Get lucky or something.

- It's an interesting question here.

Do you think that the
pandemic has affected birds?

- The pandemic has affected
nearly every aspect

of human life.

And because we are one of
the most dramatic impacts

on local ecosystems, the
answer probably is yes

to some degree.

And one of the larger impacts

has been the reduction in travel,

which I know has kind of
lessened air pollution

in certain places.

Because there's less people
out and about traveling,

probably not enough to slow
climate change or anything, but

it probably does replicate
what we need to do

which is really cut back
on our carbon emissions.

So there's some of that.

There are of course negative impacts too.

Like the pandemic has sort
of seen a huge research

in disposable plastics
and disposable masks

and things like that.

And that ends up as microplastics

which are really becoming an
increasingly large problem,

especially for seabirds
and other aquatic animals

that are consuming
these pieces of plastic.

So yes, it's probably had some impacts

but it's hard certainly to know

at this point what those might be.

It was also had a big impact
on birders and birding.

There's anecdotal stuff
coming out right now

that's saying that birding
has really increased

as people look for ways to
maintain their mental health

and still find a way to get
out and enjoy nature safely

and engage with that.

And that may have a big lasting impact.

Because generally birders
learned about birds

and loving birds.

And then they learn the reality of

that many birds are in a lot of trouble

and we're to blame for that.

And so hopefully it will
create more conservationists

and people taking action to
help protect those birds.

- And that my friend is an excellent segue

into thanking everybody for being part

of our birding 101 class

because that's exactly what we sure hope

you will go forth and bird

all this year and beyond.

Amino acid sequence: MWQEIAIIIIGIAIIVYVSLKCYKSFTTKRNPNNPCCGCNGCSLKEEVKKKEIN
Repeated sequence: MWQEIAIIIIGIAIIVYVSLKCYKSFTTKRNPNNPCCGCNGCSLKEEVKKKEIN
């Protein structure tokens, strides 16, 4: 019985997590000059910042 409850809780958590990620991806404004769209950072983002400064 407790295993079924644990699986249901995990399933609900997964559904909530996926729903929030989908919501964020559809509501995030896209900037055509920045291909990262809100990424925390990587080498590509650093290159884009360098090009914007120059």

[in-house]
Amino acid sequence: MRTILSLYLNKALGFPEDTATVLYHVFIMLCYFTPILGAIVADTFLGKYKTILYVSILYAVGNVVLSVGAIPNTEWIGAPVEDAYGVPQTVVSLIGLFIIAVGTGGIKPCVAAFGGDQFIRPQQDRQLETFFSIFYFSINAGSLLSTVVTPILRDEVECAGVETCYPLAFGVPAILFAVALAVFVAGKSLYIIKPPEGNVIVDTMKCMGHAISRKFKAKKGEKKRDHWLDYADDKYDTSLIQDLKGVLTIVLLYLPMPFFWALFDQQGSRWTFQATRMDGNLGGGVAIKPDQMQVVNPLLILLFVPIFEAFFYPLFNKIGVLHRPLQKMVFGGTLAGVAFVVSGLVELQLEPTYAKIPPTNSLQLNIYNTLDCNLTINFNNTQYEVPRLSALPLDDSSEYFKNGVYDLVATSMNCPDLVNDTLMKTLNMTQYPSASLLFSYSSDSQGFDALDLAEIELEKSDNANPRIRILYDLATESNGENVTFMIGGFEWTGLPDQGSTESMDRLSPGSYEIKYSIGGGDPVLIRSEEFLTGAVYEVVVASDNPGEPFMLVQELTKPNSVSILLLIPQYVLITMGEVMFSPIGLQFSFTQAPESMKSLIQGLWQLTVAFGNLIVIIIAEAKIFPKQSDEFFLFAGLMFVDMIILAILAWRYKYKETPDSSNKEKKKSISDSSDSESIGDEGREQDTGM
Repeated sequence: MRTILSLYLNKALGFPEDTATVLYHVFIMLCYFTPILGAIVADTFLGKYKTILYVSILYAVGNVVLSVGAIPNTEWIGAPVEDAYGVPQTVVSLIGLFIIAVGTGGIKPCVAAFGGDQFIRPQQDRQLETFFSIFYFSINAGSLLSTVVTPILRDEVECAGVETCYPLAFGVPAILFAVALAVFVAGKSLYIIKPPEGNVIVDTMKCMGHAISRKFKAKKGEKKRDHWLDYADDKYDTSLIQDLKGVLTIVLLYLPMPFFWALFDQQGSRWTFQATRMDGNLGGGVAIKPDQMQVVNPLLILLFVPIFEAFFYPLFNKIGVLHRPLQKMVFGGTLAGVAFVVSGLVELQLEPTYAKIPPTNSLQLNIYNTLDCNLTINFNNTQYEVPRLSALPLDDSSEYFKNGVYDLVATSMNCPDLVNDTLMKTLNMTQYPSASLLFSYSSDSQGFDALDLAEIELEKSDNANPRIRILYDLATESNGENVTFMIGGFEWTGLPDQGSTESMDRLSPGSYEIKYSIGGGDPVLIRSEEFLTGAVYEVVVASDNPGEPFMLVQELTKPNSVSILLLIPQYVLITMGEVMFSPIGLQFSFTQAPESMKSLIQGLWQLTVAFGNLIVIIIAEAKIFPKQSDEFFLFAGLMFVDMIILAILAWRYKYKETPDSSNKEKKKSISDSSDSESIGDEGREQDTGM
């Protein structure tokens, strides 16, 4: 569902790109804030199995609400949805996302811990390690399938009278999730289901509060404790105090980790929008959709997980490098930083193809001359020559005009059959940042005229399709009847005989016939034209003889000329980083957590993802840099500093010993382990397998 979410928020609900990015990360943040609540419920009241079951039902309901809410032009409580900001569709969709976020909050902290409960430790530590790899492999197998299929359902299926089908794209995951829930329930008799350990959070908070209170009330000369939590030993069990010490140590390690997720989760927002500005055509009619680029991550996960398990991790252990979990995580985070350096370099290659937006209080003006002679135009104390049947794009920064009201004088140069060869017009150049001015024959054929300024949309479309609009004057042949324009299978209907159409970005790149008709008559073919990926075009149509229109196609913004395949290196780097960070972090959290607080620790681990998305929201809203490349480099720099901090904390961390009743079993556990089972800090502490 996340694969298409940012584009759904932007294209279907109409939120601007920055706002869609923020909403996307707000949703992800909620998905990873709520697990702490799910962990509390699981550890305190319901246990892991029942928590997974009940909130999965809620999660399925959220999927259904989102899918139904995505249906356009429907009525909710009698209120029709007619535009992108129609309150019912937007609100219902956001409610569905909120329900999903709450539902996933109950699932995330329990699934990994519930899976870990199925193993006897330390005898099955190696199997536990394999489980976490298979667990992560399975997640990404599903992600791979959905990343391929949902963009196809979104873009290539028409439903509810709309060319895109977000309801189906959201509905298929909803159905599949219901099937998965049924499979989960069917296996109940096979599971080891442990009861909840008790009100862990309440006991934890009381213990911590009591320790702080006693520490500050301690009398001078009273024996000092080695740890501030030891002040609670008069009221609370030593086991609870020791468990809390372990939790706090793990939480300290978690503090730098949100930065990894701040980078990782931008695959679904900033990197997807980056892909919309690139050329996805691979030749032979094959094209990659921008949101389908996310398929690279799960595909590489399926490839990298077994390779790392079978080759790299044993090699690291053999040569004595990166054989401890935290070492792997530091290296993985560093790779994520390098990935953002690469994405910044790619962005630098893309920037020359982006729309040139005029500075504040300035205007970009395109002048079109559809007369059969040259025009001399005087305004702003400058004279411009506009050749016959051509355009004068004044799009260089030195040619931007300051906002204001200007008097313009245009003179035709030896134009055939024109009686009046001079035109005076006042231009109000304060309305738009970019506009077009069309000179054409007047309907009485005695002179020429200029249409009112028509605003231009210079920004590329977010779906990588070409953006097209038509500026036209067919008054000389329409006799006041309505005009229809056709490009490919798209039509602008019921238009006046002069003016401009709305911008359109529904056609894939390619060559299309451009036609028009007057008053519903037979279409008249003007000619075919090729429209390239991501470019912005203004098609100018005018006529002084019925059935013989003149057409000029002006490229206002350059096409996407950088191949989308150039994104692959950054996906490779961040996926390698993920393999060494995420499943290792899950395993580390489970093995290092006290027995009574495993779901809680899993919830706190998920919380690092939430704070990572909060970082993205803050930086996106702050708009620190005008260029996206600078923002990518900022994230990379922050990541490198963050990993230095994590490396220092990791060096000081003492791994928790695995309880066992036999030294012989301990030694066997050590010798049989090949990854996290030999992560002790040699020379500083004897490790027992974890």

And it's 8:01, so I want to make sure

to be real conscious of people's time

and say thank you to Skye and
to Elliot and to everybody

who has attended over these times.

Elliot, are you planning
on sticking around

to do a couple of questions?

- Yeah, I can stick for
a few more questions...

- [Cindy] We do want to let people know

that if they need to
go, we'd understand it.

We won't stay on too long though, Elliot.

We're not going to stay on too long.

- I don't know if Skye and I get chatting.

- [Cindy] We do have a question that said,

did you see in the news
that a couple in Illinois

saw a yellow Cardinal?

You've seen that?

- Yeah, yeah.

So yellow Cardinal made a
big splash a few years ago

and these color variants recently,

half male plumage to half female plumage,

cardinal also made the news.

And these are really cool.

Plumage variations are caused

by a number of different
genetic abnormalities

that cause either albinism or melanism

or the extra pigment.

- [Cindy] Hey Skye, we're
getting a little bit of feedback

on your computer on that.

Sorry, sorry.

- Yeah, but it is just
that, it's an anomaly.

And it's pretty cool to see.

- [Cindy] I saw an Albino robin at MSU

in the horticulture gardens.

That was pretty exciting to see.

Is a midge what fisher
persons call fish flies?

- No, there are actually a ton
of different aquatic insects.

In fact, most of our insects that we have

a lot of them spend a huge
portion of their life,

maybe years in the water,

and then eventually come out and hatch.

The Great Lakes are a massive bowl